He never served a day as a member of the House’s minority party. The Republican capture of the chamber in the 1994 gave them control for the first time in 40 years, and Foley, it turned out, was their prize victim.

He was replaced as speaker by his nemesis, Rep. Newt Gingrich, R-Ga., leader of a group of rebellious younger Republicans who rejected the less-combative tactics of established GOP leaders.

Foley was defeated in 1994 by 4,000 votes by Spokane attorney George Nethercutt, a Republican who supported term limits, which the speaker fought. Also hurting Foley was his ability to bring home federal benefits, which Nethercutt used against Foley by accusing him of pork-barrel politics.

In a 2004 Associated Press interview, Foley spoke about how voters did not appreciate the value of service as a party leader, and said rural voters were turning against Democrats.

“We need to examine how we are responding to this division … particularly the sense in some rural areas that the Democratic Party is not a party that respects faith or family or has respect for values. I think that’s wrong, but it’s a dangerous perception if it develops as it has,” he told the AP.

Foley loved the classics and art, hobnobbing with presidents, and his steady rise to power in Congress and diplomacy. He also loved riding horseback in parades and getting his boots dirty in the rolling hills of the Palouse country that his pioneer forebears helped settle.

Foley worked with leadership to get plum committee assignments. Retirement, new seniority rules, election losses and leadership battles lifted Foley into the Agriculture Committee chairmanship by age 44. He eventually left that post to become Democratic whip, the caucus’ third ranking post.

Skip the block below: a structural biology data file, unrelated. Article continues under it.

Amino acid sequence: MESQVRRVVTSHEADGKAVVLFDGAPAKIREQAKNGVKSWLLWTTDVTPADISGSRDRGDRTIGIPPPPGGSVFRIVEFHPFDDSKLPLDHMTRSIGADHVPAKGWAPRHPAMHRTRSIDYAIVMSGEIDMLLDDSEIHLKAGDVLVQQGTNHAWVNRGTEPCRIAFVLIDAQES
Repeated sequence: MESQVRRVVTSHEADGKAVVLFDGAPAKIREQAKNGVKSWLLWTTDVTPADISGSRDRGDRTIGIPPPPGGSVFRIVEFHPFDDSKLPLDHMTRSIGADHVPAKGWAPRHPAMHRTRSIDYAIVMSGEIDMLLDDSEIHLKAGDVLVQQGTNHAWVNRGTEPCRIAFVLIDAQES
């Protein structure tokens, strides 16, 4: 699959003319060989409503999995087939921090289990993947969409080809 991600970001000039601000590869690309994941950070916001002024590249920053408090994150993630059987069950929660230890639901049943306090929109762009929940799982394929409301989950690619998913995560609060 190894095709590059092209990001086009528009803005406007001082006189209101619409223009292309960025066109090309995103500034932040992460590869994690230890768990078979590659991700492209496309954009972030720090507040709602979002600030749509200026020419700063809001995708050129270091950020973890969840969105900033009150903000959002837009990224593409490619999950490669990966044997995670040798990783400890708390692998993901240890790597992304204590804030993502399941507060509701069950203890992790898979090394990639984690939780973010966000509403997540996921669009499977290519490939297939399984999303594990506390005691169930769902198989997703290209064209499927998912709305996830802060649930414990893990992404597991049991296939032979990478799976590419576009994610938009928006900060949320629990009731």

Similar good fortune elevated him to majority leader, and the downfall of Jim Wright, of Texas, lifted him to the speaker’s chair, where he served from June 1989 until January 1995.

He said his proudest achievements were farm bills, hunger programs, civil liberties, environmental legislation and civil rights bills. Helping individual constituents also was satisfying, he said.

Sen. Patty Murray, D-Wash., tweeted Friday, “Tom Foley was a tireless, dedicated public servant for WA &the nation. I wouldn’t be where I am today w/o his support. He’ll be missed.”

Cathy McMorris Rodgers, R-Wash., the No. 4 House GOP leader who holds Foley’s old Eastern Washington seat, called him “an honorable leader and colleague” who was “highly regarded and respected by Democrats and Republicans.”

After leaving Congress, he joined a blue chip law firm in Washington, D.C., by one account earning $400,000, plus fees he earned serving on corporate boards. Foley and his wife, Heather, his unpaid political adviser and staff aide, had built their dream home in the capital in 1992.

In 1997, he took one of the most prestigious assignments in diplomacy, ambassador to Japan. A longtime Japan scholar, Foley had been a frequent visitor to that nation, in part to promote the farm products his district produces.

“Diplomacy is not, frankly, very different” from the deal-making, consensus-building and common courtesy that a successful politician needs, he said.

His father, Ralph, was a judge for decades and a school classmate of Bing Crosby’s. His mother, Helen, was a teacher.

Foley attended Gonzaga Preparatory School and Gonzaga University in Spokane. He graduated from the University of Washington Law School and worked as a prosecutor, assistant state attorney general, and as counsel for Jackson’s Senate Interior Committee for three years.

Then came the long House career.

Foley told the AP that in 1994, he thought about retiring, but talked himself into running one last time.

The Associated Press contributed to this story.